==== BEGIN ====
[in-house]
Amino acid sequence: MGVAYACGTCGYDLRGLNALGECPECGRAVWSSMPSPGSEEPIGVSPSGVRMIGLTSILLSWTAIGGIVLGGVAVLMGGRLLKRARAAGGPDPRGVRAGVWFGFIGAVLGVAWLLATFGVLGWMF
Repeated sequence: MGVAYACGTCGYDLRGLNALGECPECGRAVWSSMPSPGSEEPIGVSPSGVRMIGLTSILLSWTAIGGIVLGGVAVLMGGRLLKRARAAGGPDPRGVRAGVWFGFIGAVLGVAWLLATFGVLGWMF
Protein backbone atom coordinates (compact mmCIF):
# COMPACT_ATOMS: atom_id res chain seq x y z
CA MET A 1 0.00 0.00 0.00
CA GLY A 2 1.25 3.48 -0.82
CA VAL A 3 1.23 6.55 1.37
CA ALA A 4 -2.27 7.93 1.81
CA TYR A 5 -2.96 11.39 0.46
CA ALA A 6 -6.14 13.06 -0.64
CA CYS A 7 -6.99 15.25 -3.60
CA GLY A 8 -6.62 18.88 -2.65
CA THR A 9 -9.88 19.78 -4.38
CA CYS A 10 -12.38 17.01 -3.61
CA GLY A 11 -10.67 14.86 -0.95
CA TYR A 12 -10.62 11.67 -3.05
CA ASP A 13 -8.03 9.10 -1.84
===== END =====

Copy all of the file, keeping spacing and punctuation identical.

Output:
[in-house]
Amino acid sequence: MGVAYACGTCGYDLRGLNALGECPECGRAVWSSMPSPGSEEPIGVSPSGVRMIGLTSILLSWTAIGGIVLGGVAVLMGGRLLKRARAAGGPDPRGVRAGVWFGFIGAVLGVAWLLATFGVLGWMF
Repeated sequence: MGVAYACGTCGYDLRGLNALGECPECGRAVWSSMPSPGSEEPIGVSPSGVRMIGLTSILLSWTAIGGIVLGGVAVLMGGRLLKRARAAGGPDPRGVRAGVWFGFIGAVLGVAWLLATFGVLGWMF
Protein backbone atom coordinates (compact mmCIF):
# COMPACT_ATOMS: atom_id res chain seq x y z
CA MET A 1 0.00 0.00 0.00
CA GLY A 2 1.25 3.48 -0.82
CA VAL A 3 1.23 6.55 1.37
CA ALA A 4 -2.27 7.93 1.81
CA TYR A 5 -2.96 11.39 0.46
CA ALA A 6 -6.14 13.06 -0.64
CA CYS A 7 -6.99 15.25 -3.60
CA GLY A 8 -6.62 18.88 -2.65
CA THR A 9 -9.88 19.78 -4.38
CA CYS A 10 -12.38 17.01 -3.61
CA GLY A 11 -10.67 14.86 -0.95
CA TYR A 12 -10.62 11.67 -3.05
CA ASP A 13 -8.03 9.10 -1.84